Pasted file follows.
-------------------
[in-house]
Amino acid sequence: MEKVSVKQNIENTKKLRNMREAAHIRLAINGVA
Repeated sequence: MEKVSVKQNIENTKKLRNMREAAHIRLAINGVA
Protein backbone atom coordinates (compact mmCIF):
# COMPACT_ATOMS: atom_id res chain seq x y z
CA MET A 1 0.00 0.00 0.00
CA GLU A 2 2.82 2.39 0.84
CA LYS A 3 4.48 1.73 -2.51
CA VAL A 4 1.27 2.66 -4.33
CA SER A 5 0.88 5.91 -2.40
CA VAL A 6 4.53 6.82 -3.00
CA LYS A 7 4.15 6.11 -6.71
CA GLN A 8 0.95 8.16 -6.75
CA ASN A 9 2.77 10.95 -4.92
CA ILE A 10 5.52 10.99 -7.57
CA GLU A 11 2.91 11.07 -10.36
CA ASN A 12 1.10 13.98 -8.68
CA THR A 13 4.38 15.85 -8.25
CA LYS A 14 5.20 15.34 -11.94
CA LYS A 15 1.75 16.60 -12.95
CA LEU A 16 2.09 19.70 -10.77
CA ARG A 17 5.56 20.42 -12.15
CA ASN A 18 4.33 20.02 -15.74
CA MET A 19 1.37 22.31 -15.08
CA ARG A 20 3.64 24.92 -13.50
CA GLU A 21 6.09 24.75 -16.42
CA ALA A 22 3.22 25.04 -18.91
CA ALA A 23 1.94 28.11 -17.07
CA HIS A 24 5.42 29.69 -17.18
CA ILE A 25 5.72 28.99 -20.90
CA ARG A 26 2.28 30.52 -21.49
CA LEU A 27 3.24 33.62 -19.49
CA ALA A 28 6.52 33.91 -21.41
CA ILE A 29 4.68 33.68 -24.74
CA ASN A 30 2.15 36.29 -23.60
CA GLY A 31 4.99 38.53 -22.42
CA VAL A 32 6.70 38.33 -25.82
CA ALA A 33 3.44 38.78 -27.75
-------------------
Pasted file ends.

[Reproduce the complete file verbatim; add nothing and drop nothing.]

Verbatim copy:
[in-house]
Amino acid sequence: MEKVSVKQNIENTKKLRNMREAAHIRLAINGVA
Repeated sequence: MEKVSVKQNIENTKKLRNMREAAHIRLAINGVA
Protein backbone atom coordinates (compact mmCIF):
# COMPACT_ATOMS: atom_id res chain seq x y z
CA MET A 1 0.00 0.00 0.00
CA GLU A 2 2.82 2.39 0.84
CA LYS A 3 4.48 1.73 -2.51
CA VAL A 4 1.27 2.66 -4.33
CA SER A 5 0.88 5.91 -2.40
CA VAL A 6 4.53 6.82 -3.00
CA LYS A 7 4.15 6.11 -6.71
CA GLN A 8 0.95 8.16 -6.75
CA ASN A 9 2.77 10.95 -4.92
CA ILE A 10 5.52 10.99 -7.57
CA GLU A 11 2.91 11.07 -10.36
CA ASN A 12 1.10 13.98 -8.68
CA THR A 13 4.38 15.85 -8.25
CA LYS A 14 5.20 15.34 -11.94
CA LYS A 15 1.75 16.60 -12.95
CA LEU A 16 2.09 19.70 -10.77
CA ARG A 17 5.56 20.42 -12.15
CA ASN A 18 4.33 20.02 -15.74
CA MET A 19 1.37 22.31 -15.08
CA ARG A 20 3.64 24.92 -13.50
CA GLU A 21 6.09 24.75 -16.42
CA ALA A 22 3.22 25.04 -18.91
CA ALA A 23 1.94 28.11 -17.07
CA HIS A 24 5.42 29.69 -17.18
CA ILE A 25 5.72 28.99 -20.90
CA ARG A 26 2.28 30.52 -21.49
CA LEU A 27 3.24 33.62 -19.49
CA ALA A 28 6.52 33.91 -21.41
CA ILE A 29 4.68 33.68 -24.74
CA ASN A 30 2.15 36.29 -23.60
CA GLY A 31 4.99 38.53 -22.42
CA VAL A 32 6.70 38.33 -25.82
CA ALA A 33 3.44 38.78 -27.75